Five things I learned at the PWS Seminar 2020

Some key takeaways from the Produced Water Society Seminar 2020 in Houston, Texas

1. Many are interested in a common water quality spec, but there’s not much consensus around what it should be or how to get to there.
Water services providers have the challenge of managing produced water, the quality of which can vary depending on where and when it was produced. That challenge is compounded by the need to meet producer-set specs for recycled water, which are rarely the same, though sometimes close. It’s clear that a common spec could lead to simplified water treatment, reduced operating costs and higher recycling rates. However, many questions must be answered before the industry can coalesce – a spec should be applied to water at point of sale, but are other specs needed for conveyance or longer-term storage? Should the goal be a standard or is a guideline a better option? Who should take up this endeavor?
2. The idea of beneficial reuse of produced water is gaining traction in the west.
This year’s seminar was abuzz with the term “beneficial reuse,” signifying that the concept is gaining traction. We’ve known for a long time that it is technically possible to treat produced water and reuse it outside of the oil & gas industry as we do with other wastewater streams, but in most places certain hurdles – the economics of advanced treatment, public and regulatory resistance – have rendered beneficial reuse impractical. With the industry now facing a wave of produced water and restrictions on disposal options, beneficial reuse could be a great solution, especially in water stressed areas like the Permian Basin of New Mexico and Texas, or California’s Central Valley. Representatives from academia, federal and state governments, and the private sector all seemed enthusiastic about the possibilities.
3. As the Middle East looks to shale, lessons can be learned from the US experience.
During the R&D needs panel discussion, Hani Al Khalifa, president of the Produced Water Society’s Middle East chapter and senior operations advisor at Saudi Aramco, commented that the general perspective of that region is that unconventional development requires freshwater. Being more seasoned in shale development, US producers have already moved away from that thinking and are focusing on alternative water resources for hydraulic fracturing. Al Khalifa said operators in the water-scarce Middle East need to learn from the US experience and adopt a produced water recycling approach.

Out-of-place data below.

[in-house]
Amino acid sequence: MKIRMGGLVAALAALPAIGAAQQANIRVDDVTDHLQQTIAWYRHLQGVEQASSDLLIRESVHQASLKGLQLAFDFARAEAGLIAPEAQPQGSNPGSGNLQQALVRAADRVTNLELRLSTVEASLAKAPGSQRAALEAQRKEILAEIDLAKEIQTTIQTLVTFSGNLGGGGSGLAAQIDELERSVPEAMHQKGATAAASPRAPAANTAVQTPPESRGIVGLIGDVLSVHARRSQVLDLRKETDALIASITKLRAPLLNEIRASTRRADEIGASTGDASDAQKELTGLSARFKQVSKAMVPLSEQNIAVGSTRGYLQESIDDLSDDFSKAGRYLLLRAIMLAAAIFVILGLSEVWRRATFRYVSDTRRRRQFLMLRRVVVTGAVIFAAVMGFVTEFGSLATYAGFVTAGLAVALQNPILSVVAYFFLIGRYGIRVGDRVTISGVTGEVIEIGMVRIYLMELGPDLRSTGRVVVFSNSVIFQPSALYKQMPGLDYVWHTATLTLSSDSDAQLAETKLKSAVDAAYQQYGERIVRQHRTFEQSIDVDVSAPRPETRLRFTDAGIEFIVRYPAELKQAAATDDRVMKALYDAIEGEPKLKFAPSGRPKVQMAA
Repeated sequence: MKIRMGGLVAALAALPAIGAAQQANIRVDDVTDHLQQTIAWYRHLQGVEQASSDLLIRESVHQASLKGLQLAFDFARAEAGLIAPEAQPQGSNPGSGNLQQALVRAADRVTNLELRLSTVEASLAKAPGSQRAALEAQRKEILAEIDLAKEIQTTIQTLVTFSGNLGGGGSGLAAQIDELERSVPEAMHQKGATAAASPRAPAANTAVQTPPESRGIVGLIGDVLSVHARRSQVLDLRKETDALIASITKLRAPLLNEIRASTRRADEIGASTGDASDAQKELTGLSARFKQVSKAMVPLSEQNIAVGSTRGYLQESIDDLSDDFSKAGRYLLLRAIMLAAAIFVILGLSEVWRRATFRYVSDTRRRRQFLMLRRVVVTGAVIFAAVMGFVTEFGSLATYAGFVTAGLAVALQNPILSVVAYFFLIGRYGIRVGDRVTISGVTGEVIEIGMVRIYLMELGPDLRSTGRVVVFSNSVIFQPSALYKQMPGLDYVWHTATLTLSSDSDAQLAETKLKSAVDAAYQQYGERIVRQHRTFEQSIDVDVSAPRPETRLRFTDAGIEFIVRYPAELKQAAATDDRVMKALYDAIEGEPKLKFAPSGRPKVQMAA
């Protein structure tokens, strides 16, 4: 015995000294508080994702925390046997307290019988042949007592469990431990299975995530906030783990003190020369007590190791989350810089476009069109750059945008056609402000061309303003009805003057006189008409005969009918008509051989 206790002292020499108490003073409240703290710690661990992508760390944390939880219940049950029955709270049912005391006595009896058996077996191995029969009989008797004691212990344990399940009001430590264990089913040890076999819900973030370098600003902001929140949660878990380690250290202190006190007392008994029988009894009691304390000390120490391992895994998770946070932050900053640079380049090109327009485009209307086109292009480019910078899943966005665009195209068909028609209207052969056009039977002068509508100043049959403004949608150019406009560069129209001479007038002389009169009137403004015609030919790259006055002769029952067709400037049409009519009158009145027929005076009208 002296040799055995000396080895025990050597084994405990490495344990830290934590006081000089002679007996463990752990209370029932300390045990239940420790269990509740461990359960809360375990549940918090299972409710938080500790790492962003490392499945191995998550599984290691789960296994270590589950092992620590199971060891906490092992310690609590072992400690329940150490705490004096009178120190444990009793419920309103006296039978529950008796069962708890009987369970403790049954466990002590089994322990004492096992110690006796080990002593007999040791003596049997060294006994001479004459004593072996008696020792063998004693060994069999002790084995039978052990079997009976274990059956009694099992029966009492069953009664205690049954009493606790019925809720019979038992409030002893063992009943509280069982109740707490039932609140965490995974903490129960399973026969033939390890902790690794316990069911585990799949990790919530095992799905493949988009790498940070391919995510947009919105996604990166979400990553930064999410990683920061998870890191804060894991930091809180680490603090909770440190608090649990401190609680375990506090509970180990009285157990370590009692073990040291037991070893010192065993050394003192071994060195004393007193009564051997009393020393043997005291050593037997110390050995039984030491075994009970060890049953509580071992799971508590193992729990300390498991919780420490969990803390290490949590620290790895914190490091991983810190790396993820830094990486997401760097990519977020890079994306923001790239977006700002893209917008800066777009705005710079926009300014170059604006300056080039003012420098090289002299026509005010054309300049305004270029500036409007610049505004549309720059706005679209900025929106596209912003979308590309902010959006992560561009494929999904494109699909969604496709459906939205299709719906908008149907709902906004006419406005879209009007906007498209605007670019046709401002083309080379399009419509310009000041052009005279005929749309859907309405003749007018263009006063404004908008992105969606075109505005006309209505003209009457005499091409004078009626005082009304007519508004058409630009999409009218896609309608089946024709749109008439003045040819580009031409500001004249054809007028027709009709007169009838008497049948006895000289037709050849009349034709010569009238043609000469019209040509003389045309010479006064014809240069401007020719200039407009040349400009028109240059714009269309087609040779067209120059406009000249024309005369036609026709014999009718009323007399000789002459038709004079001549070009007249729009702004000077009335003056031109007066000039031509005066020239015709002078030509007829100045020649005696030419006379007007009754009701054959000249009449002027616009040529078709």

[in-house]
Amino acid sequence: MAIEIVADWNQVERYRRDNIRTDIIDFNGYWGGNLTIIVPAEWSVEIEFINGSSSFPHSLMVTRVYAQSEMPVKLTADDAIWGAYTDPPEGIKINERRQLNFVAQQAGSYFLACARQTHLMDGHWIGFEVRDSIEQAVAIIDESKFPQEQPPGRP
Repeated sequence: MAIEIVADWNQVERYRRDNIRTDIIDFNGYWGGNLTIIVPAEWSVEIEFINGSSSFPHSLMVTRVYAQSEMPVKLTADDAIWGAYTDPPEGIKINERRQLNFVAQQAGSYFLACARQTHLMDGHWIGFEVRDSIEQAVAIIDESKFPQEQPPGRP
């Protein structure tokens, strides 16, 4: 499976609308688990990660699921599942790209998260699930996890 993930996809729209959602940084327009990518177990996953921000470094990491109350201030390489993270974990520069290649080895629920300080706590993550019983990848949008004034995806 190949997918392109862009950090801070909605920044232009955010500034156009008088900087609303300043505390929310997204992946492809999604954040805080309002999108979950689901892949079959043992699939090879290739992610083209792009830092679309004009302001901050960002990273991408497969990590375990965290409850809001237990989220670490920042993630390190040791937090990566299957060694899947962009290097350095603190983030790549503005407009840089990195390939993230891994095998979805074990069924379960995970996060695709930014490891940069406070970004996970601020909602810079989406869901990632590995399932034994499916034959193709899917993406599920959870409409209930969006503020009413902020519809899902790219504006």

4. ESG is on everyone’s minds.
Many of the presentations and panel discussions at this year’s event touched on the growing importance of environmental, social and governance (ESG) initiatives as part of overall business strategies. In his keynote address, Solaris Water Midstream CEO Bill Zartler explained that investors were looking increasingly at ESG because of a belief that “doing the right thing results in better financial resources.” During the ‘HSE and ESG for Water Sustainability panel’, Valerie Banner – Exterran’s senior vice-president, general counsel and secretary – said that, right now, environmental considerations are taking a front-seat in ESG programs and there should be an effort to assess what other technologies are needed to further reduce environmental footprints.
5. The outlook for most US oil & gas growth is a bit grim, but water services providers can help.*
North American exploration & production spending in 2020 will be reduced, while spending in the Middle East is expected to rise. US production growth is forecast to decline as operators strive to work within free cashflow. Shale activity will likely see stagnation in 2020, while offshore investment is projected to become relatively more attractive. According to James West, senior managing director and fundamental research analyst for Evercore ISI, even in this challenged market water services providers can find opportunities, especially as the transformation of the water management sector will help improve the economics of shale development.
*This analysis was made prior to the severe impact the virus’ global spread has had on markets in the past couple of weeks. Negative effects are now likely to be deeper and more prolonged than previously predicted. Water in Oil intends to explore this topic in a later issue.